With summer inching it’s glorious rays closer, parents and kids fix their eyes upon the calendar. Kids counting the days of unending fun, and parents wondering how to include both good times and good learning throughout long, summer days.
The answer to making memories, building community, and extending learning? A kid-centered book club. Last summer, our family invited several families we knew and a few we hoped to know better to a kids’ book club. The result?
Book Club Members celebrating Charlie and the Chocolate Factory with Fondue.
Here's five easy steps to start your own kid-centered book club:
1. Make the Guest List. Have your child help create a list of about five friends to invite to the book club.
2. Decide on a Book. I recommend choosing a book that can be easily paired with memorable extension activities. Example: Not only did Charlie and the Chocolate Factory have a movie to accompany the book, but our book club participants enjoyed chocolately fondue, chocolate milk, and chocolate kisses.
3. Send Invitations. Create an evite to help keep invitations free and attendance easy to track.
4. Choose the Venue. Decide on a place and time for the meeting. An hour and a half seems to be the perfect amount of time.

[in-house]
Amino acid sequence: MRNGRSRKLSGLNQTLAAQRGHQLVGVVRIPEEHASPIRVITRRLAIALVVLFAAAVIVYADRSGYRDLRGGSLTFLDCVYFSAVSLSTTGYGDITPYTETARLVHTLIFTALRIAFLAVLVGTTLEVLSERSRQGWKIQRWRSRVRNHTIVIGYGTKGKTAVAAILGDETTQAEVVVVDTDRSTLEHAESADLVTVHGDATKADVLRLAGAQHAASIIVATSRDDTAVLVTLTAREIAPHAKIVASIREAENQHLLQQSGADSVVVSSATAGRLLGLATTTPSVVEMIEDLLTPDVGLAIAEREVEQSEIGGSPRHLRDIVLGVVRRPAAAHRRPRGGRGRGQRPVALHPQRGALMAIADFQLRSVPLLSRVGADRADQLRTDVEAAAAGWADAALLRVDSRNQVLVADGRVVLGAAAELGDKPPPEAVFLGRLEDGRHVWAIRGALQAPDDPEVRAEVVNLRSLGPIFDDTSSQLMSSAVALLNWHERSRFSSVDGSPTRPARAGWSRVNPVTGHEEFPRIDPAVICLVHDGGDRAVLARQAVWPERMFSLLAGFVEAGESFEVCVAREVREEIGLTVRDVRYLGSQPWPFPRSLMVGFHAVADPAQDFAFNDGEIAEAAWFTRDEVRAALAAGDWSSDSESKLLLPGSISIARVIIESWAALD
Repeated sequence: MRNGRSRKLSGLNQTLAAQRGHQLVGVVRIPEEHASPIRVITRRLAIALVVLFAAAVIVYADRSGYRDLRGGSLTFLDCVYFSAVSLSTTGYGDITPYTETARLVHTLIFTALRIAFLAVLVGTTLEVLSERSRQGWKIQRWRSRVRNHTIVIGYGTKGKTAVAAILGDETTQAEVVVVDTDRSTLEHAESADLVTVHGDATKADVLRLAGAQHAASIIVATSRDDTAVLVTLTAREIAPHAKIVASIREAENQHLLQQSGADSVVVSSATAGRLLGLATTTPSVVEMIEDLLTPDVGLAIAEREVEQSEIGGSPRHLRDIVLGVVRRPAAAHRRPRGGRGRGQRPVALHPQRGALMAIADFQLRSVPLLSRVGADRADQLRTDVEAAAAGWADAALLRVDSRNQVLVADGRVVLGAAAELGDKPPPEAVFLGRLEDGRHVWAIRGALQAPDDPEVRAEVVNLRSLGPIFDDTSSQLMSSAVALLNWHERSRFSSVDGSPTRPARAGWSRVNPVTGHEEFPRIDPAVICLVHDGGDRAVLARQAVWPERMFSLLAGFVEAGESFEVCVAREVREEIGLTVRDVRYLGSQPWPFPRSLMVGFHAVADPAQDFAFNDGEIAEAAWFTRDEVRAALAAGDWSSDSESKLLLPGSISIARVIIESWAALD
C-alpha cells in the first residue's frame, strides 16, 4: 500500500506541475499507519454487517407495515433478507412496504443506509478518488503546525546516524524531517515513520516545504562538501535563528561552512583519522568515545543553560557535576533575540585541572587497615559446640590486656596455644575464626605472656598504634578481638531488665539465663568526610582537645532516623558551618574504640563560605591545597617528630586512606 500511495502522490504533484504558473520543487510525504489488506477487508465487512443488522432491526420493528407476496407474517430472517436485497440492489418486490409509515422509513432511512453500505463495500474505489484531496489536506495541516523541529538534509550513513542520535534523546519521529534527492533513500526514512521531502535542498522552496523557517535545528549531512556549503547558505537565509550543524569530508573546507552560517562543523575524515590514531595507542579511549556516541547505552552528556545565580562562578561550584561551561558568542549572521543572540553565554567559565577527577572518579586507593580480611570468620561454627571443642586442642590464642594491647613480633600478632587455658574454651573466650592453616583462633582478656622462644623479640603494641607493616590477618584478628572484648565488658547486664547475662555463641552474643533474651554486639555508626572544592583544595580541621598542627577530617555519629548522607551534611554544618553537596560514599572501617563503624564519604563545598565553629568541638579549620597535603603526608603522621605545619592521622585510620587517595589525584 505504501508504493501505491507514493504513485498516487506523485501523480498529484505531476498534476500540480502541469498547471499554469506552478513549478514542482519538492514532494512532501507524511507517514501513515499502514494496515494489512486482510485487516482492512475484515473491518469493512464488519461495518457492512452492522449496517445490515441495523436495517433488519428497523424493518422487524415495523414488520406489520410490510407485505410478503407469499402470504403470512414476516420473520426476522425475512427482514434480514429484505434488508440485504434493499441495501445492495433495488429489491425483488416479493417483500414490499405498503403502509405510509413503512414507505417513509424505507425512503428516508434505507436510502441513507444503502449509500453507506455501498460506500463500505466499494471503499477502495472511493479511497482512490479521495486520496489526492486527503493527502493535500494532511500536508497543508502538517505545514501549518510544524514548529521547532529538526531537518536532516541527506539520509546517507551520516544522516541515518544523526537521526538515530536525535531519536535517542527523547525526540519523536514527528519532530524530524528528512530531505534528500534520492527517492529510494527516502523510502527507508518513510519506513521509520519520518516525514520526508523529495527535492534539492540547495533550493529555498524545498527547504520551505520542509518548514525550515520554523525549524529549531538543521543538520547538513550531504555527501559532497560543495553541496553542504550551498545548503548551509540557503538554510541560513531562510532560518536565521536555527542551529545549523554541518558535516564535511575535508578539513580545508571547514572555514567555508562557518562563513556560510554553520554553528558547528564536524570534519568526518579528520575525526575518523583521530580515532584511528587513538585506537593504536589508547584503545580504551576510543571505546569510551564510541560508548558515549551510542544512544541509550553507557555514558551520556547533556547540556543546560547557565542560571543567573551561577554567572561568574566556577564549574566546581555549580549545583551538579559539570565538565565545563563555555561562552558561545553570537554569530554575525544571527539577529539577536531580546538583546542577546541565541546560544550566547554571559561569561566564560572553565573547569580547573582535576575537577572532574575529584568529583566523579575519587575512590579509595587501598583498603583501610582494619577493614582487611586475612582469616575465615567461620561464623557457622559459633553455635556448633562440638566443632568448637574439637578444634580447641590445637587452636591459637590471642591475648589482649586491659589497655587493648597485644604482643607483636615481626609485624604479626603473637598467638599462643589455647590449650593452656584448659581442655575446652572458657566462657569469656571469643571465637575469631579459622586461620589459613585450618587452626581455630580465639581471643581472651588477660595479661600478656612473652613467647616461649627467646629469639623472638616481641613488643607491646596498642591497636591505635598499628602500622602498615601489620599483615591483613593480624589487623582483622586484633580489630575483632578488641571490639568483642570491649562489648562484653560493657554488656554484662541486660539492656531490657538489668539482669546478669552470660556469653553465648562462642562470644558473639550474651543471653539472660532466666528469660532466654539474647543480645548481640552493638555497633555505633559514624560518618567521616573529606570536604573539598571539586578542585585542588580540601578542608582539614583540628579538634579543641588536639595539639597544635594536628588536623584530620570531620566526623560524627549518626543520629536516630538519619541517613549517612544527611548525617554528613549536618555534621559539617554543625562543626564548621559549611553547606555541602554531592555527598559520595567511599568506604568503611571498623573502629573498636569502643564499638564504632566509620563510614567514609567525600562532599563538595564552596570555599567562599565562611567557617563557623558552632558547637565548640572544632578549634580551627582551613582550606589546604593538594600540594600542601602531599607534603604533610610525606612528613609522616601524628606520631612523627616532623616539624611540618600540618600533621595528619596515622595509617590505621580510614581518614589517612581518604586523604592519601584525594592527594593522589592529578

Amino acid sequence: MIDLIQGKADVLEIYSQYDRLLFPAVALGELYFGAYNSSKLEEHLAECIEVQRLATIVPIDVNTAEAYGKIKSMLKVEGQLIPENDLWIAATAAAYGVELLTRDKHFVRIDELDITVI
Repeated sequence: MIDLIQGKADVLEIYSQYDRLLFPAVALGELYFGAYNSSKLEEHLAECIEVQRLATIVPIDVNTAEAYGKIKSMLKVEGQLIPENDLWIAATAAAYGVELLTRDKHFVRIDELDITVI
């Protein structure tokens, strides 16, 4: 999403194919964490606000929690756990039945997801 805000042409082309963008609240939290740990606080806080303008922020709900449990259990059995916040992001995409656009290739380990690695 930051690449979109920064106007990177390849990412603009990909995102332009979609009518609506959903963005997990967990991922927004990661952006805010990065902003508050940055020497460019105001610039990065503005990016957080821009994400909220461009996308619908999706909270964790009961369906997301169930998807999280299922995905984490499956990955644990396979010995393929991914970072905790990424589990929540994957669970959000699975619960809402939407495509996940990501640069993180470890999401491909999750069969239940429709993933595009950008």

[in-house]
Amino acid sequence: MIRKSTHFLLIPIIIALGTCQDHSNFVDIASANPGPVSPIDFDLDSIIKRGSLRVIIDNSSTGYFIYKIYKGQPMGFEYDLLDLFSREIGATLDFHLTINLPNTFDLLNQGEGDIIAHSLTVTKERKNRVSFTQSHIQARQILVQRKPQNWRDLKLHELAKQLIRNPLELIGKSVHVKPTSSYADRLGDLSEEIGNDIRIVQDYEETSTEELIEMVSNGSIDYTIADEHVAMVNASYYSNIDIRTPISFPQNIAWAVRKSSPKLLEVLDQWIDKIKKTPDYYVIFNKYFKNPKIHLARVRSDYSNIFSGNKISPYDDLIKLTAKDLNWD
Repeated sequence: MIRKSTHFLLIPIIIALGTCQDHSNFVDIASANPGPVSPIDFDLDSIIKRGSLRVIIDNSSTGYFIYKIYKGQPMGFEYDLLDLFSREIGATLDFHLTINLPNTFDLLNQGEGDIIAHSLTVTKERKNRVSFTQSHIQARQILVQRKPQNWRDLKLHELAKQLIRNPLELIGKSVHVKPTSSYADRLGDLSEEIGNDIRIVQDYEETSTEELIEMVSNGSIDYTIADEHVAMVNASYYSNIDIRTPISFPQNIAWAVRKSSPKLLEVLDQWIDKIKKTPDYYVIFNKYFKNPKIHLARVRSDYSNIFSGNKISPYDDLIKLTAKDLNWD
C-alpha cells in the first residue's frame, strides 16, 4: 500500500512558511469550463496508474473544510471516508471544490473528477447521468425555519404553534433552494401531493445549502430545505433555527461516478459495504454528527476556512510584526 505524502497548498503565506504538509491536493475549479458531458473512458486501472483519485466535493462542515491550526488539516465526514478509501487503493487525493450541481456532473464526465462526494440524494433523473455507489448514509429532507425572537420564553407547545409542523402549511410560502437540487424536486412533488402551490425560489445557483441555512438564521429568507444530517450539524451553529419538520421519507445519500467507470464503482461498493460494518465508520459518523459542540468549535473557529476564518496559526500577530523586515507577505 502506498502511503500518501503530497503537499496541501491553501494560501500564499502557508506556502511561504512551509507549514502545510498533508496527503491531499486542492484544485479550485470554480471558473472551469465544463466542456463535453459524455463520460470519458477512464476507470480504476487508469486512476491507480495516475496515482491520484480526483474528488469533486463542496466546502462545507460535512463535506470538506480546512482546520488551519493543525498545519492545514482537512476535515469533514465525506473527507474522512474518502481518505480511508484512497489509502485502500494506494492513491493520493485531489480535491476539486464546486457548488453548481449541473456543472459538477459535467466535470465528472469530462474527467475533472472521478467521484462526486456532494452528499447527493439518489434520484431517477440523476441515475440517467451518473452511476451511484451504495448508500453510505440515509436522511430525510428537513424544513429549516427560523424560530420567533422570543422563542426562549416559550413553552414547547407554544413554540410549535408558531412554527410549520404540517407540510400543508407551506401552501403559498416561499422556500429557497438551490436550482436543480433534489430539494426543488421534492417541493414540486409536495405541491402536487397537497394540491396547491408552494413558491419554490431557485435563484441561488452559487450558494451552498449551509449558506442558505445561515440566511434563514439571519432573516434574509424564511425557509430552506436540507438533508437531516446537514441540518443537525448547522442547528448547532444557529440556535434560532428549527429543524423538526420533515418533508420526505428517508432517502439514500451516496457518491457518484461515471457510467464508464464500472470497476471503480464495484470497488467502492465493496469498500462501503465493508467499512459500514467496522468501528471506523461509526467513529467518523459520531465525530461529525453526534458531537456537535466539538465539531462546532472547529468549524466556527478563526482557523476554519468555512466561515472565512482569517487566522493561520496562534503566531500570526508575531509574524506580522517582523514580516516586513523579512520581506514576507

5. Rotate Responsibilities. Take turns rotating book choice and hosting responsibilities between club members. Whoever picks the book is the next host. By rotating around, you get to visit both parents and kids in their own home.
Now, I know what you are thinking...
I’m just not creative enough to come up with fun ideas to pair with books. Not an issue. There are many creative types who have already put together recipes and activities. Consider making Fern’s Spider Cakes (from Charlotte’s Web) or Dandelion Juice (from Harry Potter).
I don’t know the kids (or the parents) my child wants to invite to book club. Even more reason to get planning. Kid-centered book clubs are a great way to build community.
I’m still in need of a little push. Fine, fine. Bounce around NPR’s Backseat Book Club: questions from kids, answers from authors, and endless encouragement to keep reading.
I’m not sure what my kids will find interesting. Perfect! It’s a great time to push classics from your day on them. What about Super Fudge, Bridge to Teribithia, or Diecy’s Song?
But I don't have the money. Did you know libraries lend out entire sets of books? Yes, my friend Michele talks about this little fact and teaches readers to library like they mean it. Click here for a little inspiration from the bookshelves.
Flashback: What is one of the first books from childhood that ignited your love of reading?
Linking with Jen and girls.
*I initially wrote this post for MomItForward.